There have been many accusations leveled against me that my articles contain embellishments, misremembrances or outright falsehoods. To those, I say, "Mom, relax--It's just a bridge column".
Sure, a story may be stretched to make a particular point, but stretching to make a point is a key part of bridge. As you improve, you'll see that there are times when you can't perfectly describe your hand in the auction or there are times when you don't want partner to play a certain suit for your own reasons. '
How are we to separate truth from fiction, then at the bridge table, if a player can overcall a 4-card suit when it should be five or signal that they don't like a suit when they hold the ace?
First, let's talk about the auction. In the auction, you don't want to lie UNLESS you can't tell your story in any other way. Consider one of the most frequent lies we have to make:
What should we open the bidding? If we open 1, and our partner bids 1, we're going to have to lie. Either we rebid 1NT (not balanced when we should be), rebid 2 (which should be a 6-card suit), or WORST OF ALL bid 2 (which should promise this shape in the minors, but with a much better hand). Since a lie is inevitable you might choose to start by opening 1 and plan on rebidding 2. This lie distorts your minor shape, but the first rule of lying in the auction is: better to lie about minors than majors.
The second rule of lying about the auction: better to lie when partner has already passed once. Consider third-seat openings. This is where you are free to stretch all definitions of opening bids or preempts. You can open a hand like:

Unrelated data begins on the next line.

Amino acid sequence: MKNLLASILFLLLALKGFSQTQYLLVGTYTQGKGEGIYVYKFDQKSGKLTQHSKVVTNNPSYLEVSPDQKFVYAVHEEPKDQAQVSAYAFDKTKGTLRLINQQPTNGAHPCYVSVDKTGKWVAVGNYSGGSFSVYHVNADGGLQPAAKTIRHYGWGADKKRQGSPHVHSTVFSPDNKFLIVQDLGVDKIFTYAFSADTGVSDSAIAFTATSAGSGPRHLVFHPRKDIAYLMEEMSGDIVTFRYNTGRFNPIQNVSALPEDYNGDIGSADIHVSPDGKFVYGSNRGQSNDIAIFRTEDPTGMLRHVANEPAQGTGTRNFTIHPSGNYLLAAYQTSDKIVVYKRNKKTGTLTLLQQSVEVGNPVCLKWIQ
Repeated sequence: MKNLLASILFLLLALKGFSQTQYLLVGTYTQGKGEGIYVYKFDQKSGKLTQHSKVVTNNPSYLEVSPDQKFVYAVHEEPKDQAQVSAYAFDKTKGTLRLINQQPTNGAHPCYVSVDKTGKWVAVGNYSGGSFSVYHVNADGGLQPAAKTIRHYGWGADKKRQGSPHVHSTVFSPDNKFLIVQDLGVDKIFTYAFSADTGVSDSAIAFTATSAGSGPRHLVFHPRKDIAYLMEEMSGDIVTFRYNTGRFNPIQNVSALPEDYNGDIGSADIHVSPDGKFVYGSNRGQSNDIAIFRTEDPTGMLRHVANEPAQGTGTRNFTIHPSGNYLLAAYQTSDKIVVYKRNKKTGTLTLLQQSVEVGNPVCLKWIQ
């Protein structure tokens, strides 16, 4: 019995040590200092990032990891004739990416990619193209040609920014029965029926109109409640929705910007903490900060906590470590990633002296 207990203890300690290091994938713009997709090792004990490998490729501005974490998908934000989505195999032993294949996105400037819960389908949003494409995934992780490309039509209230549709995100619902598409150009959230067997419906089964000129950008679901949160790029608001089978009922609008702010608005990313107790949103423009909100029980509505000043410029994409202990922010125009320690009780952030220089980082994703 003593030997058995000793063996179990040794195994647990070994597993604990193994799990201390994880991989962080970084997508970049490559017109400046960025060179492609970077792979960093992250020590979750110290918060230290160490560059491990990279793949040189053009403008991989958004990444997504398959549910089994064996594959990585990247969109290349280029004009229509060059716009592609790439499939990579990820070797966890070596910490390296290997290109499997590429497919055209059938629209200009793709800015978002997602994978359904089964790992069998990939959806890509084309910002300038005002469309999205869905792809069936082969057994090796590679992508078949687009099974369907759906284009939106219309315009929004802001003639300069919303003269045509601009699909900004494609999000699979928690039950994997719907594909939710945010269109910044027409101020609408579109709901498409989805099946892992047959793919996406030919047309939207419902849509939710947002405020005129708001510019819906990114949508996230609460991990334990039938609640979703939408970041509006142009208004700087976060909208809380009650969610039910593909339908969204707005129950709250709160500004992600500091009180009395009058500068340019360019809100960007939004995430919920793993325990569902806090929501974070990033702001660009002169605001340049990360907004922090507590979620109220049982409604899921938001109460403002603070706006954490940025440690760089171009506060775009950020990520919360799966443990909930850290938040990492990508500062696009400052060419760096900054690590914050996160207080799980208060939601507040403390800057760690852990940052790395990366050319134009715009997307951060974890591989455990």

In third seat I would happily open 1 or, even better 2. One is a lie about strength, one is a lie about shape, but both tell my partner that I like hearts--and that's the truth. It's also a message I might not be able to get across otherwise. I would be less inclined open a 9 or 10 points hand that had a bad heart suit.
The third rule of lying: if partner mentions that you didn't quite have your bid, mention your failing eyesight or how you mis-sorted your hand (this worked better before so much bridge was online).
Lastly, notice I didn't talk about either psychs or upgrades. For psychs (if you've never heard of these, don't worry), I STRONGLY recommend that you ignore the concept completely. It's not a part of bridge worth getting into. If someone does psych, it's more likely to work against them than it is to help them so don't get distracted by it. Too many people worry about this and then forget to bid their own hands.
As for upgrades--I STRONGLY recommend that you trust your hand evaluation. If you think a hand looks like a notrump opener, open 1NT. I would open notrump with a good 14-count (no you don't have to announce it, but it's probably less likely to upset anyone if you do).